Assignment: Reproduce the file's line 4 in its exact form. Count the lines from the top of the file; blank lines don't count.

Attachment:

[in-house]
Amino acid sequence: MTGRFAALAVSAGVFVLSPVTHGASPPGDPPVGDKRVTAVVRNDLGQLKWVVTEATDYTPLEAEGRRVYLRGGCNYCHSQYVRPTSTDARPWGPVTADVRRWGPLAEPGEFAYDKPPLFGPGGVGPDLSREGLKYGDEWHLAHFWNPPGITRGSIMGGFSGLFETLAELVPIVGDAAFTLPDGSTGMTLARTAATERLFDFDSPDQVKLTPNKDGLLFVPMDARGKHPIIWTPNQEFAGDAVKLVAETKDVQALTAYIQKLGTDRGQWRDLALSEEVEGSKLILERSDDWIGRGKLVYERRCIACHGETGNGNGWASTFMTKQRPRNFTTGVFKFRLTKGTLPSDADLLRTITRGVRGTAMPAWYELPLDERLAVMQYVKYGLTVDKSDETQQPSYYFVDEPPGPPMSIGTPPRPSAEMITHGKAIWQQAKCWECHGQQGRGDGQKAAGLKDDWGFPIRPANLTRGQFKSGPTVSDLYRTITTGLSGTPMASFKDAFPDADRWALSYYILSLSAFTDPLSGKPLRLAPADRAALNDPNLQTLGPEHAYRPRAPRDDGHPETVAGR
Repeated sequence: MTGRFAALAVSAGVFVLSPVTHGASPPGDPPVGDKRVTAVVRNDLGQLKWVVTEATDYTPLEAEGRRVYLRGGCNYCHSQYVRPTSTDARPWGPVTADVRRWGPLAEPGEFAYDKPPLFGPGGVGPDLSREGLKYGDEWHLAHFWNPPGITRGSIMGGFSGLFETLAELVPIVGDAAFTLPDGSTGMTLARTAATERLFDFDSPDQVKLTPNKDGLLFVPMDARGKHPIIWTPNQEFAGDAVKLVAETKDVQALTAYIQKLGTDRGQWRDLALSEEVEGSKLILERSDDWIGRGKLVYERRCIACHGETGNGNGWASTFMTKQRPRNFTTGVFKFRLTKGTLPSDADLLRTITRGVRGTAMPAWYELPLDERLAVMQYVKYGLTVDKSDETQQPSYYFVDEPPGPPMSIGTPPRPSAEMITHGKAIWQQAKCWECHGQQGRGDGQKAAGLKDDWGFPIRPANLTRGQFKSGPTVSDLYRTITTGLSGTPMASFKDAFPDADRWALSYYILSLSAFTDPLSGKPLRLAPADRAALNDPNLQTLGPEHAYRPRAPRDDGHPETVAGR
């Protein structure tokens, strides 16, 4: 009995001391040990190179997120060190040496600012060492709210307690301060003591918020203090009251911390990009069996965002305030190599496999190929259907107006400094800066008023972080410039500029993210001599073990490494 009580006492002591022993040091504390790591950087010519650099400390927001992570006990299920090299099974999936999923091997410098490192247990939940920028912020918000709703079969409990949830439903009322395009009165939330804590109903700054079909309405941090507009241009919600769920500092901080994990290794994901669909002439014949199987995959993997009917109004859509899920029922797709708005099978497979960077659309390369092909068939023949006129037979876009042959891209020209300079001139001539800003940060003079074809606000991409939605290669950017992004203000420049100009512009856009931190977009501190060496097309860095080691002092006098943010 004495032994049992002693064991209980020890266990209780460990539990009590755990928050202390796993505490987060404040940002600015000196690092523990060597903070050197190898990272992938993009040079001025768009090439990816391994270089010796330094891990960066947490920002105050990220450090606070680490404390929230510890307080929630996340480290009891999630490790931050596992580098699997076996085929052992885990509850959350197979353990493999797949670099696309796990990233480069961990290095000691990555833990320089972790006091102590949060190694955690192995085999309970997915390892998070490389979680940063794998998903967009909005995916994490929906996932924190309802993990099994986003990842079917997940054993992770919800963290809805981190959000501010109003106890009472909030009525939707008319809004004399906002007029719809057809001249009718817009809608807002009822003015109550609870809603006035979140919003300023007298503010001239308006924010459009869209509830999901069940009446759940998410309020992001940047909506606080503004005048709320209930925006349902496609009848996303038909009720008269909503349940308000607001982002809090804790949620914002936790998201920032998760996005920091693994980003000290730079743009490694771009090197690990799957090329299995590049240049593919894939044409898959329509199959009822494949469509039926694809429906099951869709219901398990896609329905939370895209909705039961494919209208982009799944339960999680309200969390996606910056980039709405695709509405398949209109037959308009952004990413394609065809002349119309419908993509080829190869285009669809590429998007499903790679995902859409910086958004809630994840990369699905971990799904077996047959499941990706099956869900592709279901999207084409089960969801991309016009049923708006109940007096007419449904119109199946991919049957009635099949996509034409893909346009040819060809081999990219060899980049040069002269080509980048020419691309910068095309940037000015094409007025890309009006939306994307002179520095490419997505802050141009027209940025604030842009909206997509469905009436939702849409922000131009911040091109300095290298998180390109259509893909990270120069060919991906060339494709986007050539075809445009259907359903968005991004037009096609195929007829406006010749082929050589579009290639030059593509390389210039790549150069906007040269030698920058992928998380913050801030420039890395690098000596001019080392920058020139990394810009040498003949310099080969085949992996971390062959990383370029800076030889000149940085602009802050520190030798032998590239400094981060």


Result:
């Protein structure tokens, strides 16, 4: 009995001391040990190179997120060190040496600012060492709210307690301060003591918020203090009251911390990009069996965002305030190599496999190929259907107006400094800066008023972080410039500029993210001599073990490494 009580006492002591022993040091504390790591950087010519650099400390927001992570006990299920090299099974999936999923091997410098490192247990939940920028912020918000709703079969409990949830439903009322395009009165939330804590109903700054079909309405941090507009241009919600769920500092901080994990290794994901669909002439014949199987995959993997009917109004859509899920029922797709708005099978497979960077659309390369092909068939023949006129037979876009042959891209020209300079001139001539800003940060003079074809606000991409939605290669950017992004203000420049100009512009856009931190977009501190060496097309860095080691002092006098943010 004495032994049992002693064991209980020890266990209780460990539990009590755990928050202390796993505490987060404040940002600015000196690092523990060597903070050197190898990272992938993009040079001025768009090439990816391994270089010796330094891990960066947490920002105050990220450090606070680490404390929230510890307080929630996340480290009891999630490790931050596992580098699997076996085929052992885990509850959350197979353990493999797949670099696309796990990233480069961990290095000691990555833990320089972790006091102590949060190694955690192995085999309970997915390892998070490389979680940063794998998903967009909005995916994490929906996932924190309802993990099994986003990842079917997940054993992770919800963290809805981190959000501010109003106890009472909030009525939707008319809004004399906002007029719809057809001249009718817009809608807002009822003015109550609870809603006035979140919003300023007298503010001239308006924010459009869209509830999901069940009446759940998410309020992001940047909506606080503004005048709320209930925006349902496609009848996303038909009720008269909503349940308000607001982002809090804790949620914002936790998201920032998760996005920091693994980003000290730079743009490694771009090197690990799957090329299995590049240049593919894939044409898959329509199959009822494949469509039926694809429906099951869709219901398990896609329905939370895209909705039961494919209208982009799944339960999680309200969390996606910056980039709405695709509405398949209109037959308009952004990413394609065809002349119309419908993509080829190869285009669809590429998007499903790679995902859409910086958004809630994840990369699905971990799904077996047959499941990706099956869900592709279901999207084409089960969801991309016009049923708006109940007096007419449904119109199946991919049957009635099949996509034409893909346009040819060809081999990219060899980049040069002269080509980048020419691309910068095309940037000015094409007025890309009006939306994307002179520095490419997505802050141009027209940025604030842009909206997509469905009436939702849409922000131009911040091109300095290298998180390109259509893909990270120069060919991906060339494709986007050539075809445009259907359903968005991004037009096609195929007829406006010749082929050589579009290639030059593509390389210039790549150069906007040269030698920058992928998380913050801030420039890395690098000596001019080392920058020139990394810009040498003949310099080969085949992996971390062959990383370029800076030889000149940085602009802050520190030798032998590239400094981060």